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Sleepy Eye Schools History

The century old school bell in front of Sleepy Eye Elementary is a symbol of our school's past and growth. We hope the information and excerpts we have gleaned from board minutes, newspapers, and Elizabeth Scobie writings will give students and future generations knowledge and a sense of pride in the progress of our school system from a small log building to the present school complex.

Tom Allison founded the community of Sleepy Eye and built a log schoolhouse in 1867 near Sleepy Eye Lake. The first teacher was said to be Mary Kelly (later Mrs. Wiley). Later they found that Justine La Framboise (later Mrs. James Blake) was the first teacher in Sleepy Eye. School terms were offered only in the summer. Students were expected to study by themselves in the winter season. In 1872, the school was composed of a rickety old wood stove, a chair and table for the teacher, a dozen pine seats, and one and a half to two square yards of blackboard. This school had approximately twenty students. The early school served many purposes; visiting clergymen used it for religious services, the local debating society held meetings there, visiting lecturers used it as a town hall, intense political meetings took place, and the community's first lawsuit was tried there.

The schoolhouse was purchased by the Johnson family who lived there until 1886 when the building was torn down.

A frame building, two stories high, was built in 1874. Because of the increased enrollment and the growing need of the school, a 24 X 50 foot addition was built to the school on the north side, giving room for four departments.

On May 6, 1886, the board minutes reported that R.E.P. Bertrand made a motion that a building the size of the west wing of the then present school building be erected south of the west wing, giving the school six different departments.

The first vote to build an addition and issue bonds of $2,000 was on May 6, 1886. It was rejected with numbers of forty-seven nay's to thirty-eight aye's, lacking a two thirds vote. A second vote on June 18, 1886, was passed unanimously. This vote may have been the only time that voters of Sleepy Eye were unanimous about anything! On August 31, 1886, the school board accepted the building of the school by Miller & Offerman and authorized the payment of $1,725.

On June 15, 1881, Independent District 24 (now 84) was organized, and a board was elected. The six directors elected were as follows: Fritzy Koehne, J.M. Thompson, G.M. Marcellus (President), L.P. Keegan (Treasurer), L.E. Bower (Secretary), and W.A. Lyman.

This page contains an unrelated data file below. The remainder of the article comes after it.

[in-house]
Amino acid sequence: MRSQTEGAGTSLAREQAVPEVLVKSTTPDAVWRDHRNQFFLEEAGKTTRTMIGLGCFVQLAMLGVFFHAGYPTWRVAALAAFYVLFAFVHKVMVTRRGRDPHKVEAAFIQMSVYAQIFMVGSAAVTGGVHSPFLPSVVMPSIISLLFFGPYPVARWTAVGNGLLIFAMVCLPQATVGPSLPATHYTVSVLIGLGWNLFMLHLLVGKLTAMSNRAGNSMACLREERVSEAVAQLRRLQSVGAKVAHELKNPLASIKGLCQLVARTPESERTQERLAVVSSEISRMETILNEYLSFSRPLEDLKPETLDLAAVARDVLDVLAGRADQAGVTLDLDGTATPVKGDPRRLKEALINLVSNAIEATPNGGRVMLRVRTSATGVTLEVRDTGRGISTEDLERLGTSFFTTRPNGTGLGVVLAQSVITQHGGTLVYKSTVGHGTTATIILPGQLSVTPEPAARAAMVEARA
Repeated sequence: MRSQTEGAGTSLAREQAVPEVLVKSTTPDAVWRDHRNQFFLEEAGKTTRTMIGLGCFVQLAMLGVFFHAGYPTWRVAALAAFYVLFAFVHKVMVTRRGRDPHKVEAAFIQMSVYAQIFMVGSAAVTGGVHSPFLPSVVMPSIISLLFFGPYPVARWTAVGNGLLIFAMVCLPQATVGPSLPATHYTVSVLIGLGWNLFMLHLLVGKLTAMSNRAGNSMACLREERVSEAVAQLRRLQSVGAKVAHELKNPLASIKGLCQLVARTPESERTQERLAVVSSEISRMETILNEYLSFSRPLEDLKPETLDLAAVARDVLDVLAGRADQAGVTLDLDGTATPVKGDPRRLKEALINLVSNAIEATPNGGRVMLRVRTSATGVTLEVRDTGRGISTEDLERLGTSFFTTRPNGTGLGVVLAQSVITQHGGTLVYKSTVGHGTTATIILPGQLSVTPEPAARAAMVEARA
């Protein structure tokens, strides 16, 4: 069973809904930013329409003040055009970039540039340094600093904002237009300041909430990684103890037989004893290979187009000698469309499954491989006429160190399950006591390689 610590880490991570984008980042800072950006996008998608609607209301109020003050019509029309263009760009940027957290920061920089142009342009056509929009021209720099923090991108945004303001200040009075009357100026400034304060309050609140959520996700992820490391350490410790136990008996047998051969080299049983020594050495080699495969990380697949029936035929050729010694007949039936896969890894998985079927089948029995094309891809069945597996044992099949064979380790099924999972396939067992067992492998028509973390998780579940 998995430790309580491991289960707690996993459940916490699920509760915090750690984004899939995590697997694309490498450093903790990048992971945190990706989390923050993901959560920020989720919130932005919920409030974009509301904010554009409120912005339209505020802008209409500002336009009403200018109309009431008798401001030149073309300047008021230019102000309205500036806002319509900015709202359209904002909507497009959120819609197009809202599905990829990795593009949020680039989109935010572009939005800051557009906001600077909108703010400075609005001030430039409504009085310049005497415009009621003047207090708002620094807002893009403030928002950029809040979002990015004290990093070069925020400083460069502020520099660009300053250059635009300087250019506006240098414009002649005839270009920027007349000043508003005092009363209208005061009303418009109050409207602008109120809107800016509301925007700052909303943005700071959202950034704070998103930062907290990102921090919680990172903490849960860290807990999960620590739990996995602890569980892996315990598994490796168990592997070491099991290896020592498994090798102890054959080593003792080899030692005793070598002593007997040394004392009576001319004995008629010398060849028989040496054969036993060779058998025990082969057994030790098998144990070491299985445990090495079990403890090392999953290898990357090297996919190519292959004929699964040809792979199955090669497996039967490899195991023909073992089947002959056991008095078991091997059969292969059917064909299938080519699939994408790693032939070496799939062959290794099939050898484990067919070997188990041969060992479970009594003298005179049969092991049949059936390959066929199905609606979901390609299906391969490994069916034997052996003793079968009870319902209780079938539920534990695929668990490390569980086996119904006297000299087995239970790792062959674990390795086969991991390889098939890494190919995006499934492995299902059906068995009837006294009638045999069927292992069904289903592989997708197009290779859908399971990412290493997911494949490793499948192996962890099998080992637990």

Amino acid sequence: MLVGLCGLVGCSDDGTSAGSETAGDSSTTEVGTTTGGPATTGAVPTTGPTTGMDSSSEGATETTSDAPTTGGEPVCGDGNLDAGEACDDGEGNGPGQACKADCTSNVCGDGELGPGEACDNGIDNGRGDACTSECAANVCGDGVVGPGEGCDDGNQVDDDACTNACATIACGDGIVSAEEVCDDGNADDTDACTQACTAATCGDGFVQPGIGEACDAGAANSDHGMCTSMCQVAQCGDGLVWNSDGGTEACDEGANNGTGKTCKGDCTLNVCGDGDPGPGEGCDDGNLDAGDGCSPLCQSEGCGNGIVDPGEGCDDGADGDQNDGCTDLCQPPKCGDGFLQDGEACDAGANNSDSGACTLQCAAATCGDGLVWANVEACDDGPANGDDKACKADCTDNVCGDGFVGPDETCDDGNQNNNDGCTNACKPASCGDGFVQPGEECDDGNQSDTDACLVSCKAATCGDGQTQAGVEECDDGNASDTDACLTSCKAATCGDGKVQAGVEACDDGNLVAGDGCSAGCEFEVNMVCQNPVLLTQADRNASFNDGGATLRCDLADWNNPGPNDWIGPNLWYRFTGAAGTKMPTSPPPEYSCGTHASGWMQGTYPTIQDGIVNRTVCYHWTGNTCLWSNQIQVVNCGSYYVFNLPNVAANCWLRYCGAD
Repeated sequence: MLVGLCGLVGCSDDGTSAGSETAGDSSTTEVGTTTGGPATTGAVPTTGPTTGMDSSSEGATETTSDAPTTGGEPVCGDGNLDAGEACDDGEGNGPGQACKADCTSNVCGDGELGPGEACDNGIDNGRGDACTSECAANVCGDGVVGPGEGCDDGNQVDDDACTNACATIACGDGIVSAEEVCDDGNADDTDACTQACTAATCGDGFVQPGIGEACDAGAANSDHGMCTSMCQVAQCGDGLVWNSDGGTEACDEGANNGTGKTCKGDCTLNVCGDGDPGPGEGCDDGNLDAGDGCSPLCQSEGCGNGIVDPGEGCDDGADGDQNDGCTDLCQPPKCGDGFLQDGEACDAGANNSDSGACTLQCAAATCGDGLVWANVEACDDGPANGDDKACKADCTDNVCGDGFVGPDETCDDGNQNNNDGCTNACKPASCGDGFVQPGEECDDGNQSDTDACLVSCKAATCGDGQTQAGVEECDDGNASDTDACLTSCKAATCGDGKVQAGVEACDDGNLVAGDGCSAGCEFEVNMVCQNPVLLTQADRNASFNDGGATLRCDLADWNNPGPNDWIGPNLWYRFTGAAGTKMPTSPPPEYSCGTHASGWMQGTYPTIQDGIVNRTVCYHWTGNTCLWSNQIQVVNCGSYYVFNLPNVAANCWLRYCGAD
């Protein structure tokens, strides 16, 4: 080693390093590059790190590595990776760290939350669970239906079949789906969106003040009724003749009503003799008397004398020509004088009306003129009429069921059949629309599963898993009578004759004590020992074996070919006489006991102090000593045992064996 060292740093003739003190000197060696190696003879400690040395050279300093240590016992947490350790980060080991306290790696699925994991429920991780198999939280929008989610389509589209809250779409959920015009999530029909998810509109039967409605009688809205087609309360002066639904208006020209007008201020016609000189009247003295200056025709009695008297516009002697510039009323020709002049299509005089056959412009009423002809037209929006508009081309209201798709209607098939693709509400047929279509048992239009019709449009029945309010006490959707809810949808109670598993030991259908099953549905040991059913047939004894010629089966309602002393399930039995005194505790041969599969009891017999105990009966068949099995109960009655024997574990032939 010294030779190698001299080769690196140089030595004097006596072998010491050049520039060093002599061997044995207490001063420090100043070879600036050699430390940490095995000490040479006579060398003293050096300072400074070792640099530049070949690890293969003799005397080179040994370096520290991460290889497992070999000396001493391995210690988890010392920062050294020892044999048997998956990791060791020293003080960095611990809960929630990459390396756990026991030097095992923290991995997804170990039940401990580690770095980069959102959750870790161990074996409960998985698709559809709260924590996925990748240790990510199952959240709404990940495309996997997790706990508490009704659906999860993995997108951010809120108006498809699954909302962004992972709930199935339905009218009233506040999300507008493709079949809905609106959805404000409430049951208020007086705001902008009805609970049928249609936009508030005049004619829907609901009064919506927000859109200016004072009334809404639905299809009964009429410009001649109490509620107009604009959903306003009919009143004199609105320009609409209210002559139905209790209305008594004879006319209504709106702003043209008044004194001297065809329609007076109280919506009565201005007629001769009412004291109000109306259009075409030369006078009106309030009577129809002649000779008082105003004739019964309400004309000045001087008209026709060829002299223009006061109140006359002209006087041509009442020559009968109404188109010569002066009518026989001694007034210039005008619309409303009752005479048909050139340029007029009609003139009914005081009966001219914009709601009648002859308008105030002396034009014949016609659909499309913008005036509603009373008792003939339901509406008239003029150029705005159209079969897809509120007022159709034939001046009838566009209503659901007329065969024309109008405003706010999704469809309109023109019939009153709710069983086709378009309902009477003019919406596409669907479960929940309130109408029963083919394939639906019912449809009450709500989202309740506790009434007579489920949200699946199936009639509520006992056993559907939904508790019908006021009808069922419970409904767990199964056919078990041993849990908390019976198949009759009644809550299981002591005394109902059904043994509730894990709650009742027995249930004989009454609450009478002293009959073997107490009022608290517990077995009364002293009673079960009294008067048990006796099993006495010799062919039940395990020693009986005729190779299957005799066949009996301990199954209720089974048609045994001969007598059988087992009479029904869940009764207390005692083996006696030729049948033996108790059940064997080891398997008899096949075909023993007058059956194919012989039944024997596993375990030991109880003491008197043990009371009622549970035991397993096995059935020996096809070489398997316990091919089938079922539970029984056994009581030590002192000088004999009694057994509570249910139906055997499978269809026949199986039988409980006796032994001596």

Soon it was necessary to rent the lower story of the Masonic building because of the overcrowding in the school building.

At a special board meeting held on April 7, 1890, a motion was made and called to purchase land, to build a new school house, and to issue bonds for twenty thousand dollars.

A vote in favor of the new school passed, 139-93. The new school would be ready for occupancy in the spring. The schoolhouse was a model building, a ten room brick structure, and said to be one of the finest in southern Minnesota. Dedication of the new school was held on March 21, 1891.

Just four years after the district had spent $27,000 to build the immense building, the school was tragically burned. An explosion occurred at 12:20 a.m. on May 14, 1895. The cause of the explosion happened in the school's heating system and town's small electrical plant which was located in the basement of the school. If the explosion had occurred during school hours, the entire second grade would have been killed along with many other students, maybe even all the students. At first nobody could see any signs of a fire. Then suddenly the whole building was an inferno. The total loss was estimated at $35,000. Classes were then held at the Methodist, Baptist, Danish Lutheran, and Congregational Churches. Later there were rumors of carelessness in handling the equipment -- that the boiler was dry. People recall that there was no reserve water supply and that the superintendent had predicited something like this could happen. Public meetings were held on May 27th to discuss building a better, and most importantly, a safer school.

The third new school was constructed of light tan brick and Kasota stone. For a safer facility, a separate half-basement housed the new boiler room that was located in the back. A fence from the boiler room to the toilet building discouraged the mischievous from entering into the wrong door.